The “La Dolce Vita” Movie In Three Alternative Adjectives

1. Misery-Never-Looked-Better

The appeal of this movie sounds like an ad for a luxury trip to Rome:


“Wanna visit beautiful Italy? Well, we can make it happen for you!

A still frame from the film “La Dolce Vita” by Federico Fellini

You will take a peek at the theatrical dances of the 1960s Via Veneto performers. This baroque scenography is so intense and costume design so editorial that every single scene in this movie could pass for an overwhelming work of art, to such an extent that it makes you figure, ‘Reality would look so much better if it were black and white!’

Now, this is the cinema that makes you feel that way.

Furthermore, you will visit Villa Giustiniani outside Rome in a playful nighttime exploration of its gardens under the light of a lantern; invoke spirits throughout its dark old-fashioned corridor; followed by an echo-chamber experience with the source of sound in the shape of an elegant marble seashell…

You will nothing but end your day with some nighttime bathing in the waters of La Fontana di Trevi (yeah, don’t do that IRL if you don’t wanna get fined) in the company of a grandiose actress who somehow manages to live in the very moment – aaand the moment after that – dancing; wandering down the old Roman alleys; howling along with the Roman wolves…

Not sleeping a wink until the Roman dawn – Every. Single. Day. Of. The. Week! How goode does that sound?”

2. Theater-Of-The-Absurd

No Vladimir and Estragon here, yet dare we say, “La Dolce Vita” is nothing if not Theater of the Absurd.

Italy’s post-war economic ‘Il Boom’ plunged the young aristocracy into some hysterical sleep-around hedonism. Their constant pursuit of amusement turned out to be a wild-goose chase that had them drowning in boredom. The sense of purpose faded into oblivion. As intelligentsia as they thought they were, art was the first to turn expendable and the last to turn paternal.

This is how the absurd environment presented itself to Fellini’s “La Dolce Vita” characters: falling into the generation’s lap like a cross they had to bear. The characters are pre-developed and assigned an immediate reaction that comes across loud and clear, yet its consequences are almost exclusively off camera. They’re bored to death, making nonsense of life. Zero action and zero progress with all attempts at any being made a mockery by fate. Life has no meaning. Man is but a worm. Sad.

3. Fear-Of-Solitude

So, we were going about our business taking a long hard look at the puzzling life of protagonist Marcello Rubini (Marcello Mastroianni) (like, why is he stuck in this limbo?!), when, just like that, we came across an interview of director Federico Fellini stating in his own words that what he fears most is solitude.

Having in mind that character Marcello Rubini is but a reflection on Fellini’s temperament (read: his alter ego), we came to the conclusion that said character simply thirsts for but fails to form – a healthy bond. This translates into the everlasting feeling (and fear!) of solitude which his defense mechanism tends to remedy by holding on to unstable relationships, casual crowds, and a party that mustn’t end!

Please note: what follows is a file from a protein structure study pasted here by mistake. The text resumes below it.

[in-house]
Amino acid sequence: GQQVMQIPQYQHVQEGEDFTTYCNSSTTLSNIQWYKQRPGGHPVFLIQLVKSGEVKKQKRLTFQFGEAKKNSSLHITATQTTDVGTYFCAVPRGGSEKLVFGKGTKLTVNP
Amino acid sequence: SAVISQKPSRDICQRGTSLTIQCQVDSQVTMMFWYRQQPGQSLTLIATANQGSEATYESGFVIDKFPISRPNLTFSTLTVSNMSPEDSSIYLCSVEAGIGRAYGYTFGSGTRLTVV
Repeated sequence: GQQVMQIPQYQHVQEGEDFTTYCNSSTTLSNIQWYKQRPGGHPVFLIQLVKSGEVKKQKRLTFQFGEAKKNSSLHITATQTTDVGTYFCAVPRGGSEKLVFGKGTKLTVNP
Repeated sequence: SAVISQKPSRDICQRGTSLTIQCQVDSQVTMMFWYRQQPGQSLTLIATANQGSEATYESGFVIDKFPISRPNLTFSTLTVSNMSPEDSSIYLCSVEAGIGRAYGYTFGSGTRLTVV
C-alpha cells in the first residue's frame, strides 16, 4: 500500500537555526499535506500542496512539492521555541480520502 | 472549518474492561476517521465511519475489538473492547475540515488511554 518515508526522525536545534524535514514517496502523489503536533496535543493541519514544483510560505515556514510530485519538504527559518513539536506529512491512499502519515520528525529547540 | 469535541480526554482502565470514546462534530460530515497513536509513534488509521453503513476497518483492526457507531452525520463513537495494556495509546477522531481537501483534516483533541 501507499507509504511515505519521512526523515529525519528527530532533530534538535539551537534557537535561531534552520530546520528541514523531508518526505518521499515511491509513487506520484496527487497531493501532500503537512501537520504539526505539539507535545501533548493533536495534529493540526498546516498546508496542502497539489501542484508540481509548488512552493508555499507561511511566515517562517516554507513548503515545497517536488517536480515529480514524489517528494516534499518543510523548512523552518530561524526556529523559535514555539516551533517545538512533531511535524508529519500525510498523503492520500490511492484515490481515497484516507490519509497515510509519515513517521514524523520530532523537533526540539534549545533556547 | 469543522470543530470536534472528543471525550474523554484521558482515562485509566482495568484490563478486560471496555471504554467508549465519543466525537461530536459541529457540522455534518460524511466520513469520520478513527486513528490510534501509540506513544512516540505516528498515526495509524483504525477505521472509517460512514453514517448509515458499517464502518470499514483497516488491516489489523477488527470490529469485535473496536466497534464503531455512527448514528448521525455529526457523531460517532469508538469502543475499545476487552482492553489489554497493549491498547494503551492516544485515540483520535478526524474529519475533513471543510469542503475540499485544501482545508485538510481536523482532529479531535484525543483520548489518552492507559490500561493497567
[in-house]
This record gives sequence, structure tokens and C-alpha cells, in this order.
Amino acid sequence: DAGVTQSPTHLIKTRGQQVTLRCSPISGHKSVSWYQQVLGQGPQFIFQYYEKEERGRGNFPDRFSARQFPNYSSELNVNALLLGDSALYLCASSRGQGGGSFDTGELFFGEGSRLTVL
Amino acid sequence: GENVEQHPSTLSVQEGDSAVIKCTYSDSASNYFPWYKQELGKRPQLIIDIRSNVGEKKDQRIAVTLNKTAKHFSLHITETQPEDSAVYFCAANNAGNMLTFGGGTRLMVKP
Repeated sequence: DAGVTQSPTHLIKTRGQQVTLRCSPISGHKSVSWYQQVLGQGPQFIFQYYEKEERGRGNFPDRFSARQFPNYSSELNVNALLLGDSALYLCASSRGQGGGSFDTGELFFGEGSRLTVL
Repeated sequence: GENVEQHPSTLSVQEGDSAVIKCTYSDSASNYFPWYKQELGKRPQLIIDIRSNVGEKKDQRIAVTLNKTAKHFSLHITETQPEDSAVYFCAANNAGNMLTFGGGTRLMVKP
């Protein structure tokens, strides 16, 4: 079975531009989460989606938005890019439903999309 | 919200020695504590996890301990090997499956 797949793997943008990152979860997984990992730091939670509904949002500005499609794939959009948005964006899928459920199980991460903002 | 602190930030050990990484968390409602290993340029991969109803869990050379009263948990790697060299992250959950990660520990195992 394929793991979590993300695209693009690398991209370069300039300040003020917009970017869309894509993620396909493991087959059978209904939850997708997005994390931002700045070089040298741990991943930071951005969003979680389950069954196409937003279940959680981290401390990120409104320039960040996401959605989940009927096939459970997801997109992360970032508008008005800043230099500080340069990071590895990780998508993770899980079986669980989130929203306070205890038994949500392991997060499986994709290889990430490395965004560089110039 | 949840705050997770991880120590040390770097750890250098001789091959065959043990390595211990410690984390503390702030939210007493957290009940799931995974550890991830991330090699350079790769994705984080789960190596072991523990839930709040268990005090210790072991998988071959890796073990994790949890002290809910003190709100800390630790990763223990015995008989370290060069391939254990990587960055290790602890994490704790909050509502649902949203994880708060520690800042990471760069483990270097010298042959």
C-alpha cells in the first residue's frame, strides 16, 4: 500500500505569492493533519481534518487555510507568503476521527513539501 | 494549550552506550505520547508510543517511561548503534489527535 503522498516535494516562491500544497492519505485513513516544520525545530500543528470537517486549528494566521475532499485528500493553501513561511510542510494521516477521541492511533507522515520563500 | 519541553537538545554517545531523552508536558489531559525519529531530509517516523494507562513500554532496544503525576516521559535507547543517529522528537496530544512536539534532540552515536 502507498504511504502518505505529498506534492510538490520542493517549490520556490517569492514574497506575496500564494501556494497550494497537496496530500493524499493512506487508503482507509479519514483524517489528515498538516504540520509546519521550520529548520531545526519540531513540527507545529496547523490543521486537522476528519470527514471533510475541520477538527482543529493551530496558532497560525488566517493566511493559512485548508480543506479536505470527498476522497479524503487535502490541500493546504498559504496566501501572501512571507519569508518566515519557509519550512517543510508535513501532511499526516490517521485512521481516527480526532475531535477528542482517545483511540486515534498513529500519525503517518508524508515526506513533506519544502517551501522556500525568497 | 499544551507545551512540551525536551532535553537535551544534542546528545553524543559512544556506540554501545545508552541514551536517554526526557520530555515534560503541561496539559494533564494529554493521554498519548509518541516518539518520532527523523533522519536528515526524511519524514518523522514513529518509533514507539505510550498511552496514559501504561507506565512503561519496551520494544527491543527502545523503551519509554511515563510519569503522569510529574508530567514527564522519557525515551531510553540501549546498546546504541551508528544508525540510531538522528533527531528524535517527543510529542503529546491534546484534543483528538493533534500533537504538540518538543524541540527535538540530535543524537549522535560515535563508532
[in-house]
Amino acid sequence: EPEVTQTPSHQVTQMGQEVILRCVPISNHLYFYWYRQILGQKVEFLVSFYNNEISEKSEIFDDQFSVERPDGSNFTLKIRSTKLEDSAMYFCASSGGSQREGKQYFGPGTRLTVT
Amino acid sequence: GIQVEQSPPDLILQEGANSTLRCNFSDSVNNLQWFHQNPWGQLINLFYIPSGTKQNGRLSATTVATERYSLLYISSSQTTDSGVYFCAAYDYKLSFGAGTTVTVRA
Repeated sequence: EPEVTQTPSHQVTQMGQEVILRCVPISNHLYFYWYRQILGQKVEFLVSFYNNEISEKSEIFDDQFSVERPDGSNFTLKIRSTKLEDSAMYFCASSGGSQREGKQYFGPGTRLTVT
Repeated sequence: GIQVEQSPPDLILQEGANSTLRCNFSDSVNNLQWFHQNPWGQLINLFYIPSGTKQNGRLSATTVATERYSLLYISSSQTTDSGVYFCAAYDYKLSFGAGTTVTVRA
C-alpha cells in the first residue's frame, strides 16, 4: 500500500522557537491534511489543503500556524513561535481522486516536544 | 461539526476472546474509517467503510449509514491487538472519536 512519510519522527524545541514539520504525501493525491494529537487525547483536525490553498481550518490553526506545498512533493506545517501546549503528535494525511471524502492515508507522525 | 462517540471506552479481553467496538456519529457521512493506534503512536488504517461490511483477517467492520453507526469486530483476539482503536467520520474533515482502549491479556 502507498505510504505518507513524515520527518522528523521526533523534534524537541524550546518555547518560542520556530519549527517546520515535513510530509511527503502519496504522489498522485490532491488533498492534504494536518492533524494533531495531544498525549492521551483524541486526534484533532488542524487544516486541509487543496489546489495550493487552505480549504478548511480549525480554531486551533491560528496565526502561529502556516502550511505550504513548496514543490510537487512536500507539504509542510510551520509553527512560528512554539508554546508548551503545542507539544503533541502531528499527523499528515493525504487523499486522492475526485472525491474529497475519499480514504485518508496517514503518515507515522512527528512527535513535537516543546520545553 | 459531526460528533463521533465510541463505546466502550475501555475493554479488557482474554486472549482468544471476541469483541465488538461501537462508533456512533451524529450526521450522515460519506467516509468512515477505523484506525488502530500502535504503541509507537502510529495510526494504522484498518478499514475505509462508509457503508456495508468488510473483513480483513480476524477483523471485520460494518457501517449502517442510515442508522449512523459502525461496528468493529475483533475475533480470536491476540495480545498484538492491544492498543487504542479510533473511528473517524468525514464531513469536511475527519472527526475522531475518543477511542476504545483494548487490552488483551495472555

Don’t hold your breath waiting for a scene where he’s alone!

As you might imagine, “La Dolce Vita” is a far more outstanding cinema than what we could ever put into words; but keep in mind it’s been polished both ways (as in both modern and traditional gold) – and it’s kinda like playing raw organ jazz and similar to those sounds coming “from the bowels of the Earth.”

Johnny Boogieman

About Johnny Boogieman (né Johnathan Boogiemanovich Goode) is an American comedy reviewer and a self-proclaimed cinema connoisseur, billionaire, playboy, philanthropist. … Johnny grew up on a farm in Louisiana, as the only child of a Louisiana-based field worker, dressmaker, dog hairstylist, dog collar jewelry designer, dog walker for the elderly (dogs and owners), disabled and elderly dog walking aids creator-in-attempt, and homemaker, Dutch single mother. As large a clientele as dogs were for the barely-gasping-for-air family business, they were the proud owners of a single tabby cat alone, a streetwise and self-dependent hunter known by either of the street names Stringer Bell and El Capo (sometimes referred to as El Cato). … Having been amazed by the crazy wild early readings of Jules Verne, Johnny’s school days were spent dreaming he’d someday make for a good storyteller. Hence, as early as fourth grade, eager to prove himself to the world, he went for it and constructed a well-balanced heartbeat-skipping thrilling essay, pointing out to some well-reasoned critique of society and solid character arcs, committing to his talents to the fullest and diving right into that pool of majestic phrasing and complexity of thought, confident he’d soon get bejeweled with a spotless A and a pretty clap by the teacher, with gradually having the whole class join in looking up to him as he emerges from his seat to receive his essay evaluation. When results day came, though, little Johnny not only got a D, but he was mocked by the teacher and class for the gullible overexposure of his fragile overambitious mutating childish writing skills of questionable taste and poor poor quality. It was the “you’re tearing me apart, Lisa” equivalent of a child’s essay. He was rather massacred. He never got that brave ever again. … Anyway, Johnny mainly spent his summers field-working on a sunflower field with his uncle Berry under the widespread wings of the storks and the chesty white doves and clever black crows who all flew right under the neighbor’s umbrella caps patio ceiling installation thingy as soon as the first raindrop was godshed over the one-eyed monsters battalion that the sunflower sea was to Johnny. It drove the unwilling bird host nuts, and he’d storm right out yelling and cursing at the birds, “we’re going, we’re going” they went, and flew a semi-circle over the umbrella caps as to fool him and came right back the other way around pretending to be some fresh arrivals of clueless law-abiding American birds not yet acquainted with the police system of the patio. The guy wouldn’t take it out as it took ages to plant and he and his wife thought it made them look like fancy DIY people who had some ideas worthy of admiration. Oh, the bird manure, though, oh the bird manure. “Work your time, boy” – staring Johnny’s uncle frowned, his eye twinkled. … Cinema was to Johnny what he made plans for, what he made time for, what he looked up to all his life, and as he became a young adult, what he fancied himself to have a special talent to understand. It was the sort of a sixth sense, an intuition, a gut sense. He was the squad movie buff and a film whisperer. “No”, it whispered, “Fight Club ain’t no bueno. Mark my words and don’t ask why ‘cos you ain’t schooled enough to know why, boy.” He tried, though, he debated and disputed over a glass of scotch-on-the-rocks and under the jibe of a saxophone jazz, but it was as fruitless and dull as the poetry he wrote - unclean, uneven, and too abstract - as if he hadn’t found a voice to speak in yet. He did his part for years to come, reading as all writers ought to, writing and not publishing until he found out what he had to say with the peculiar piece of work. As for cinema, it happened one evening as he discussed legs-up-a-recliner their plans for the future with his lover-cum-best friend in their rented one-bedroom living space in New Jersey, that his lover casually contributed: “And then I thought we could start a film blog and you could do the content writing” – words that sunflower field Johnny with his gangster cat and his dewy eyes staring at the rainy-day con birds thought he’d never hear.